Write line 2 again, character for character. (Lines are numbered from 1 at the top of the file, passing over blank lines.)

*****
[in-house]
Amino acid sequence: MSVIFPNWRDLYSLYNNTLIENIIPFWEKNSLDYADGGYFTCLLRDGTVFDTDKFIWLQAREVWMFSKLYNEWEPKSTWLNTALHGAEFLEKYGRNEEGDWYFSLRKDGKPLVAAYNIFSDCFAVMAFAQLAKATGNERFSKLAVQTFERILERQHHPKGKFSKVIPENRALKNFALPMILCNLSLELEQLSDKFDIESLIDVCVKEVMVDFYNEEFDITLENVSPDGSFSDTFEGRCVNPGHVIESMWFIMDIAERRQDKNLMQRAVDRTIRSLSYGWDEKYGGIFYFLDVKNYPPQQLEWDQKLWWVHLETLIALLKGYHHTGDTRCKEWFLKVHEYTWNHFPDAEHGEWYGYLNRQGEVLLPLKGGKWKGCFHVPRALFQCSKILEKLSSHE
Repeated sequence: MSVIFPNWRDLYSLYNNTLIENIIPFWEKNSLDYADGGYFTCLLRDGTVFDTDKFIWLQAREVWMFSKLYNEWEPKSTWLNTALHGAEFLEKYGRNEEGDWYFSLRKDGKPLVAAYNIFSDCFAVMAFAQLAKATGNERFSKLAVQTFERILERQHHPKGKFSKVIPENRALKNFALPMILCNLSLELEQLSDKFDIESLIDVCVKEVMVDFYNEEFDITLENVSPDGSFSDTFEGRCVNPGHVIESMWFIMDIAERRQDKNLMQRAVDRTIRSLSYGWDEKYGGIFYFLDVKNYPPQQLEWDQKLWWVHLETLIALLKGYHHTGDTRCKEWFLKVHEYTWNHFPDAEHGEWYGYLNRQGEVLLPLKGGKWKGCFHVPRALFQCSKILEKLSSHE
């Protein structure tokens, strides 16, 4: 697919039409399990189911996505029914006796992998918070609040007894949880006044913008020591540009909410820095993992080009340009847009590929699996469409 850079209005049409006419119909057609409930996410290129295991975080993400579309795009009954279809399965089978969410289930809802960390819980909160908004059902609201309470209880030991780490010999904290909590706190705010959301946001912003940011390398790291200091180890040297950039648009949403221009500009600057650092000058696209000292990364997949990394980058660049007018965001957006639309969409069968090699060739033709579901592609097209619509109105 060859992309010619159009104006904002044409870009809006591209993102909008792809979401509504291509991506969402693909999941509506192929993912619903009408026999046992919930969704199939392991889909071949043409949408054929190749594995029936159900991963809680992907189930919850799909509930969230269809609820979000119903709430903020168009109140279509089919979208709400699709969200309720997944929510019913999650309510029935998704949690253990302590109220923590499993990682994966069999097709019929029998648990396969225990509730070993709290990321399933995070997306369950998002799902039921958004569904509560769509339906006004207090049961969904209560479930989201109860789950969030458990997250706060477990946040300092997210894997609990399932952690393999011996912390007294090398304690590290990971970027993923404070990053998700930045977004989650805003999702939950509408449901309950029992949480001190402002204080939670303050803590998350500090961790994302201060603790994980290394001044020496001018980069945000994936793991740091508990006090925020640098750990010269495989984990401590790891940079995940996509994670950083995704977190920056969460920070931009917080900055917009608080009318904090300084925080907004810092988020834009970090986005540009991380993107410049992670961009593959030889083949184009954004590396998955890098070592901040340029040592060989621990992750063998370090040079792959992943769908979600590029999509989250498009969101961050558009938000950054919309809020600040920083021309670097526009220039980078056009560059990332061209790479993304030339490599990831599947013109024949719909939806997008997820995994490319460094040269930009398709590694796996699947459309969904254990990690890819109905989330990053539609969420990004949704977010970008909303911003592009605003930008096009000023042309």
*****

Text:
Amino acid sequence: MSVIFPNWRDLYSLYNNTLIENIIPFWEKNSLDYADGGYFTCLLRDGTVFDTDKFIWLQAREVWMFSKLYNEWEPKSTWLNTALHGAEFLEKYGRNEEGDWYFSLRKDGKPLVAAYNIFSDCFAVMAFAQLAKATGNERFSKLAVQTFERILERQHHPKGKFSKVIPENRALKNFALPMILCNLSLELEQLSDKFDIESLIDVCVKEVMVDFYNEEFDITLENVSPDGSFSDTFEGRCVNPGHVIESMWFIMDIAERRQDKNLMQRAVDRTIRSLSYGWDEKYGGIFYFLDVKNYPPQQLEWDQKLWWVHLETLIALLKGYHHTGDTRCKEWFLKVHEYTWNHFPDAEHGEWYGYLNRQGEVLLPLKGGKWKGCFHVPRALFQCSKILEKLSSHE